<Button text='Push me!' onClick='sub 

produces a Button widget with the initial text "Push me!" An anonymous sub is called when the user triggers the onClick event. This takes $_[0] (referring to the same Button) and applies the method Text, changing the text to "Thanks."


A big headache when writing Win32::GUI applications is managing onResize events. This is normally done by treading through a top-level widget's children and explicitly specifying the dimensions that they should have if a Resize event occurs.

WGX will automatically generate an onResize NEM subroutine by reading-in the values for top, left, height, and width of each child. This will work sufficiently well, provided you use values that are dynamic, such as $self->{PARENT}->Width and $self->{PARENT}->Height for width and height attributes, respectively, when creating new widget elements. In fact, WGX will assume your child objects will have the same dimensions as their parents and will place them in the top left corner relative to their parent if you do not explicitly specify any dimensions.

In our simple button example, the Button element defaults to a position of top 0 and left 0 relative to its parent Window, with the exact same width and height as its parent window. To change this default, we must specify either left, top, width, or height attributes, or all these combined and separated with commas in a single dim attribute.

In Example 1, two widgets are specified. The Label widget only overrides the height attribute, thus taking on spatial defaults for everything else. The Button attribute overrides top and height attributes. The top attribute is necessary to avoid overlapping the Label widget. Figures 5 and 6 show the resulting window in its initial state, and after resize.

You will have noticed the special value %P% being used in the aforementioned attributes. These are substituted by WGX for $self->{PARENT}, sparing us the need to name the top-level Window widget.

WGX Utility Elements

A common task when writing an application is building a simple GUI that can recall its last desktop location and can be maximized or minimized. Such GUI-specific tasks might not be integral to the rest of the application, and it can be helpful to keep those tasks isolated from the core code of the application. With WGX, one can embed GUI initialization and destruction code directly in the XML file. There are several pure WGX elements that come to aid here.

<WGXPre>, <WGXPost>, and <WGXExec>

These utility elements allow you to execute Perl code before, after, and during construction of your GUI. This allows interface-specific code to be embedded within your XML document:


 use Win32::TieRegistry(Delimiter=>"|", 
 our $registry = &initRegistry();

 sub initRegistry {

 sub Exit {


WGXExec and WGXPre elements are executed in place and before GUI construction. These elements can be useful when you need to implement something not directly supported by WGX, like Toolbars:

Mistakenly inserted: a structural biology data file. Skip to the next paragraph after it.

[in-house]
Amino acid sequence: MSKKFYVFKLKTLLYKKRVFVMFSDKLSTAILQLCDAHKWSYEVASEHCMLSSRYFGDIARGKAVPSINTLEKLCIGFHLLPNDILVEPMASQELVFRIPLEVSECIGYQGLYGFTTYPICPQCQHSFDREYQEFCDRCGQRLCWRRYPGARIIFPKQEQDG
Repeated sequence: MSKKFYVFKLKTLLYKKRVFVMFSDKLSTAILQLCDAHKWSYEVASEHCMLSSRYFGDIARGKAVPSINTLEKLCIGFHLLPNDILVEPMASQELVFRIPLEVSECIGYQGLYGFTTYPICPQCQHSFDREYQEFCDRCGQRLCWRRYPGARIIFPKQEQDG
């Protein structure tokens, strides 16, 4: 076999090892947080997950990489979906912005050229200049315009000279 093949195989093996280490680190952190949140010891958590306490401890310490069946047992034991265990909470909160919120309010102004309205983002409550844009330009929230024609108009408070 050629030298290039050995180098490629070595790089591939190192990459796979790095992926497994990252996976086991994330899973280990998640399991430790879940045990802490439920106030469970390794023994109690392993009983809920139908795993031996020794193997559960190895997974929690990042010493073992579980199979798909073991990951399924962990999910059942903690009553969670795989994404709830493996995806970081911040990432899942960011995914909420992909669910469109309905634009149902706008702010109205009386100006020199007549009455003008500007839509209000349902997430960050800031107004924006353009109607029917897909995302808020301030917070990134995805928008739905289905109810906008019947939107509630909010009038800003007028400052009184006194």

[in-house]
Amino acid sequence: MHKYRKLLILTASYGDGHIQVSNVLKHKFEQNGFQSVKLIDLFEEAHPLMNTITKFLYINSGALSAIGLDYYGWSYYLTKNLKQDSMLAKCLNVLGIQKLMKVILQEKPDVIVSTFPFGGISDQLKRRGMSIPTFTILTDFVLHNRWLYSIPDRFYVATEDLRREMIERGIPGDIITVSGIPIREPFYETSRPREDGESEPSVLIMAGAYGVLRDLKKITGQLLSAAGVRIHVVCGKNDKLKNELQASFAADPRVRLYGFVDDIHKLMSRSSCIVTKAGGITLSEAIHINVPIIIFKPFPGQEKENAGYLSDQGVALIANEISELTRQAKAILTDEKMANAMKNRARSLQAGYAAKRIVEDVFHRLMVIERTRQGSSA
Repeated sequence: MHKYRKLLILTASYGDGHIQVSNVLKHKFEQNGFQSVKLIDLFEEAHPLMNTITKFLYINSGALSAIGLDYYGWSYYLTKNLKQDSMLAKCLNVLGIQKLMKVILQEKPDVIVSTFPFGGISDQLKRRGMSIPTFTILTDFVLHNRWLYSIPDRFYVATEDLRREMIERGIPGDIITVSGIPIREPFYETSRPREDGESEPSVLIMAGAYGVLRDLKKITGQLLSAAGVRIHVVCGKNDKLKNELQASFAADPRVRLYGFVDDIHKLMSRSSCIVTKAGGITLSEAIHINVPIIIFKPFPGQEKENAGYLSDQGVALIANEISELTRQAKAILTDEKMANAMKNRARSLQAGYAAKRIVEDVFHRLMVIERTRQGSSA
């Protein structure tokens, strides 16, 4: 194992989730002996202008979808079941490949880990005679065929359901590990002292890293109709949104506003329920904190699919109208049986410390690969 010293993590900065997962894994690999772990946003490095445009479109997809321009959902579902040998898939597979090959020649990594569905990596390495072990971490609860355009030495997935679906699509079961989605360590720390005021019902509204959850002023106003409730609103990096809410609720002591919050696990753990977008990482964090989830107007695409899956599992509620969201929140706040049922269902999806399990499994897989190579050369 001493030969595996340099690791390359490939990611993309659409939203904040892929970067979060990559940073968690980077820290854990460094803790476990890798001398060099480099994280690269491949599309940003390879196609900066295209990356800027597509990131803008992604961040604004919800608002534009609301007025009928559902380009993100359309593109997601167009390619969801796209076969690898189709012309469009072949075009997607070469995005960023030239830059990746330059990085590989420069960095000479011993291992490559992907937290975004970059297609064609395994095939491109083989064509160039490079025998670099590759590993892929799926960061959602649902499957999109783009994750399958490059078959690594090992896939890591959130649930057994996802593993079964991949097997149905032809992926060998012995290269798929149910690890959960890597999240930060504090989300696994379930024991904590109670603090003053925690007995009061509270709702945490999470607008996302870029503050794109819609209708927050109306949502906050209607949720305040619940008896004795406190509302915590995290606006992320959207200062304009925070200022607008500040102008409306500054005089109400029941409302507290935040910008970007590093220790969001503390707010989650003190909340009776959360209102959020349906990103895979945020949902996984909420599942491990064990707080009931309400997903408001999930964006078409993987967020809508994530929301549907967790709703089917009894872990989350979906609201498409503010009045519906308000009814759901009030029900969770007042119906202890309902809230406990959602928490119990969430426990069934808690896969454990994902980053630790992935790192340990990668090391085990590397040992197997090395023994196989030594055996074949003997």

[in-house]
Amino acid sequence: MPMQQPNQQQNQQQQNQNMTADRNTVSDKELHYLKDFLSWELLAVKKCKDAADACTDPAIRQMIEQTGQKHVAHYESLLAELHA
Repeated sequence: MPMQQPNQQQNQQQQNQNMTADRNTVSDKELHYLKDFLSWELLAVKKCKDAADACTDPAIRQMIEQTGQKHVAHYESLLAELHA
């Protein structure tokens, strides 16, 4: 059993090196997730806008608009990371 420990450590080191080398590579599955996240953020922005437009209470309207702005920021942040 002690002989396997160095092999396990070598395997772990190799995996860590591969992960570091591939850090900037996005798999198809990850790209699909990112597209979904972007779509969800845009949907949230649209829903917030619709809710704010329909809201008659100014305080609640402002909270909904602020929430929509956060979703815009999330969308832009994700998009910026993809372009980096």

<Toolbar name='TB' height='10'/>

Any output returned by WGXExec and WGXPre elements will be parsed as valid XML, so

  return "<Button text='Go'/>"


<Button text='Go'/>

are equivalent. If the return data does not contain valid XML, then it will make your WGX document invalid—so check what these elements return, and if you are unsure, then add an explicit return.

WGXPost elements are executed after all GUI elements have been constructed and before your application starts its Win32 ::GUI::Dialog phase.


This element can be used to create menu systems that can be nested many times more deeply than using the standard Win32::GUI MakeMenu. Although you can use Item elements throughout the structure, it is more readable to use the Button attribute when a new nest begins:

<WGXMenu name="M">
 <Button name='File' text='&amp;File'>
  <Button text='New'>
   <Item text='Type One Document'/>
  <Item name='ExitPrompt' 
   text='Prompt on Exit'
   onClick='sub { 
  <Item text='Exit' onClick='sub { Exit($_[0]) }'/>
 <Button name='Help' text='&amp;Help'>
  <Item text='Contents'/>
  <Item separator='1'/>
  <Item text='About' onClick='sub {
    "... some info.",
    "About ...",

You can see that separator lines can be specified by setting the separator attribute to 1. You will also notice menu items can also contain check boxes; in the earlier example, the check-box state is stored in the registry.

Example Listing

I hope I have given you a good base to start developing your own applications with Win32::GUI::XMLBuilder. I have provided a complete example with this article (available online at http:// It is the application template also available with the distribution, and should be a good starting point for any Win32 application.